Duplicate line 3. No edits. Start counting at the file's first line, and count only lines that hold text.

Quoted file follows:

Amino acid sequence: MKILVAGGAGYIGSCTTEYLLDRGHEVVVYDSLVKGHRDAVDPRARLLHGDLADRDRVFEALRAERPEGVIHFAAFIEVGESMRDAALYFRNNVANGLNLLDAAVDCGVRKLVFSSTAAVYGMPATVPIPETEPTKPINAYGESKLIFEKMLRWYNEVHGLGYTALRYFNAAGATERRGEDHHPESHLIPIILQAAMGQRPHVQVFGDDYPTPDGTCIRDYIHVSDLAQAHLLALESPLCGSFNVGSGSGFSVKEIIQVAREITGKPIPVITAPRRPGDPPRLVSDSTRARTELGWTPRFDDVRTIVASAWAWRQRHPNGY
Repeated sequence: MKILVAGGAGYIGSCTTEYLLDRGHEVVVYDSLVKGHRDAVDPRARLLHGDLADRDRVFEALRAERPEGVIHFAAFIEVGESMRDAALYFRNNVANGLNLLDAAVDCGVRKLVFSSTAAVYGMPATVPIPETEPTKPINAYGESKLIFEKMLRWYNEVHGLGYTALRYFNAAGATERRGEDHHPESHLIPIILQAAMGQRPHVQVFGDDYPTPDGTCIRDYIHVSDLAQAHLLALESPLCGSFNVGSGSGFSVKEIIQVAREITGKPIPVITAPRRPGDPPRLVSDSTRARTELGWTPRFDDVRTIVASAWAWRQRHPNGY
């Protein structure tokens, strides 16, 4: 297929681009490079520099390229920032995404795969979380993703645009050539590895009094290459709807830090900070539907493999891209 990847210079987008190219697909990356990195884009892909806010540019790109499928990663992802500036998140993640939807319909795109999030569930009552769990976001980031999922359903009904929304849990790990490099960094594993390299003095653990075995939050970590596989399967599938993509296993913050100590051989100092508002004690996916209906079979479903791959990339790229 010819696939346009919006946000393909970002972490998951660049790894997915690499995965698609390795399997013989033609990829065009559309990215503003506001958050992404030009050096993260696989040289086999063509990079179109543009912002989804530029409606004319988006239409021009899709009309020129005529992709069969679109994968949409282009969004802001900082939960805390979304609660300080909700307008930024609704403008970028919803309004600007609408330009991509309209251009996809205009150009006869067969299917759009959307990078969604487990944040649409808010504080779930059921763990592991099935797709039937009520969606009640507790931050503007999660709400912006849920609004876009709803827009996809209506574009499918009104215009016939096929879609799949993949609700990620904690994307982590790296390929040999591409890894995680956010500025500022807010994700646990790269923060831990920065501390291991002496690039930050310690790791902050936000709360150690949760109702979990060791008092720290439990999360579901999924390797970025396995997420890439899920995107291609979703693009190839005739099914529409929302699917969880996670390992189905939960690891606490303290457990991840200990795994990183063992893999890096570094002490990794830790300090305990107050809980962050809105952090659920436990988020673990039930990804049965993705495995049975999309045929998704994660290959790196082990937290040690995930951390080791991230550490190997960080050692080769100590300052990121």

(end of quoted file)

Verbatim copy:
């Protein structure tokens, strides 16, 4: 297929681009490079520099390229920032995404795969979380993703645009050539590895009094290459709807830090900070539907493999891209 990847210079987008190219697909990356990195884009892909806010540019790109499928990663992802500036998140993640939807319909795109999030569930009552769990976001980031999922359903009904929304849990790990490099960094594993390299003095653990075995939050970590596989399967599938993509296993913050100590051989100092508002004690996916209906079979479903791959990339790229 010819696939346009919006946000393909970002972490998951660049790894997915690499995965698609390795399997013989033609990829065009559309990215503003506001958050992404030009050096993260696989040289086999063509990079179109543009912002989804530029409606004319988006239409021009899709009309020129005529992709069969679109994968949409282009969004802001900082939960805390979304609660300080909700307008930024609704403008970028919803309004600007609408330009991509309209251009996809205009150009006869067969299917759009959307990078969604487990944040649409808010504080779930059921763990592991099935797709039937009520969606009640507790931050503007999660709400912006849920609004876009709803827009996809209506574009499918009104215009016939096929879609799949993949609700990620904690994307982590790296390929040999591409890894995680956010500025500022807010994700646990790269923060831990920065501390291991002496690039930050310690790791902050936000709360150690949760109702979990060791008092720290439990999360579901999924390797970025396995997420890439899920995107291609979703693009190839005739099914529409929302699917969880996670390992189905939960690891606490303290457990991840200990795994990183063992893999890096570094002490990794830790300090305990107050809980962050809105952090659920436990988020673990039930990804049965993705495995049975999309045929998704994660290959790196082990937290040690995930951390080791991230550490190997960080050692080769100590300052990121």